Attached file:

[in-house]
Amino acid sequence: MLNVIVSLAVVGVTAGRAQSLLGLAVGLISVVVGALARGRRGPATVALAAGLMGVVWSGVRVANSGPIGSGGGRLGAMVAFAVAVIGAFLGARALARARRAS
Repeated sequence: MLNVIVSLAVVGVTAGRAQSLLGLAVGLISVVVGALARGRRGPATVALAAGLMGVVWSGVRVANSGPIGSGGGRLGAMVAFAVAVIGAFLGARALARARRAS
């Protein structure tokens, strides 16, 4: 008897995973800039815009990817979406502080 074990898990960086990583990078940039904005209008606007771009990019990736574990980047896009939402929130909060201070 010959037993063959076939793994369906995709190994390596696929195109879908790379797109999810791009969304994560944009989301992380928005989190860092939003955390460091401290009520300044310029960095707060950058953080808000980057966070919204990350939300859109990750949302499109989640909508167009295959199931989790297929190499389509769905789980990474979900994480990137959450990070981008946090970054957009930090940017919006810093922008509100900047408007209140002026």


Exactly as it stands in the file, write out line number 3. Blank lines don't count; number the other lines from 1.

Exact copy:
Repeated sequence: MLNVIVSLAVVGVTAGRAQSLLGLAVGLISVVVGALARGRRGPATVALAAGLMGVVWSGVRVANSGPIGSGGGRLGAMVAFAVAVIGAFLGARALARARRAS